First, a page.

Planet Comicon’s national TV debut

Chloe Dykstra of Heroes of Cosplay
Chloe Dykstra celebrates her costume contest win on episode 5 of SyFy’s Heroes of Cosplay series.

One of the exciting elements of Planet Comicon 2013 was that we had a Hollywood production company in our midst taping two episodes of the new television series Heroes of Cosplay. We made our debut last night and the second episode – the series finale – runs next Tuesday night.

For those who don’t know, I’ve coordinated the panel room programming for the convention for the past five years. This involves scheduling the appearances of the actors, artists, moderators, and other panelists, coordinating several simultaneous sessions, and overseeing an army of volunteers who guard the panelists’ tables in the exhibit room and ensure that everyone gets to where they need to be. Our largest event room seats more than 1,000 fans, and we fill it to capacity for events featuring popular performers like Wil Wheaton, George Takei, and Adam Baldwin.

I must admit that adding a television production and a second night of costume contests during our first year at Bartle Hall meant quite a bit of extra stress. In the end, we pulled it off. I was delighted to work with Lisa Wax, the field producer from 51 Minds Entertainment. Lisa is a dynamo of energy, always on the move and making 60 decisions a minute.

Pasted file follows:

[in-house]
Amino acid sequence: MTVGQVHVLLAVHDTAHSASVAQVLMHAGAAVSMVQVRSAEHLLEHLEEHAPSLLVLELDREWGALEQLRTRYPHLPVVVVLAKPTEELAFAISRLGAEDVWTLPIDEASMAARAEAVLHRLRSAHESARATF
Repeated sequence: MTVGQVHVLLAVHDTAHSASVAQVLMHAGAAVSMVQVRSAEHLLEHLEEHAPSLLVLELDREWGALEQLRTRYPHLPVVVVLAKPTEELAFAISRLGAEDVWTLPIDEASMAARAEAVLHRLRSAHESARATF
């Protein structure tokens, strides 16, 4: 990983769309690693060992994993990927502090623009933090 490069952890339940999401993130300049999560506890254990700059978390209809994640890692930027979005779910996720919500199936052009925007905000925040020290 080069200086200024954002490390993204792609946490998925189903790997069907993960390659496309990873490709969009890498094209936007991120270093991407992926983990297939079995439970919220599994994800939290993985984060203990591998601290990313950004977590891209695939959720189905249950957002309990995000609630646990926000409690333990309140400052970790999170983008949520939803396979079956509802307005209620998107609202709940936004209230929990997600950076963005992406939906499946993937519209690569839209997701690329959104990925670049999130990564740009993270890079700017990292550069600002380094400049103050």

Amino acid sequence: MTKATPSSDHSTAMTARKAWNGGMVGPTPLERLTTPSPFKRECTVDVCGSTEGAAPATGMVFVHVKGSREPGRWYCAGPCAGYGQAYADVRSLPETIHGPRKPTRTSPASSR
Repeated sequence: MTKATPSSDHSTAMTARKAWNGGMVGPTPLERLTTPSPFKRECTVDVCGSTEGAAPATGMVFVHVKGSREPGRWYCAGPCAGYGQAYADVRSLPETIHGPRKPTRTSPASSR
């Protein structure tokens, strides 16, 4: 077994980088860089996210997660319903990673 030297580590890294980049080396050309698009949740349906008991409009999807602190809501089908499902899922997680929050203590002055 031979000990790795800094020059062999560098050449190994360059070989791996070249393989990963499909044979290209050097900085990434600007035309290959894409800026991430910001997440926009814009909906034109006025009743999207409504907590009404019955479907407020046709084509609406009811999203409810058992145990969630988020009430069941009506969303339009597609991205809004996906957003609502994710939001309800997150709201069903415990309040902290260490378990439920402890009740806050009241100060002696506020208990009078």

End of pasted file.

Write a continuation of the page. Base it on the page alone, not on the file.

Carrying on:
We also have to thank Blythe Renay and Jeff Yenzer from the Damsels of Dorkington who stepped in with short notice to emcee. Blythe and Jeff are two of the most creative and charismatic regulars at Planet Comicon. We were lucky to have them available to make us look great on TV.

I also learned a lot about how much work and preplanning goes into an “unscripted reality” show, including the ways that drama is invented out of thin air – or in the editing room after the filming is finished. There were plenty of elements that were planned in advance for this show, but the team was constantly on the move, adjusting to events as they happened. And, for the record, the judging of the competitions is not rigged. I know the producers fed the judges some tough questions to ask the show regulars, but the judges picked the winners based on their own preferences.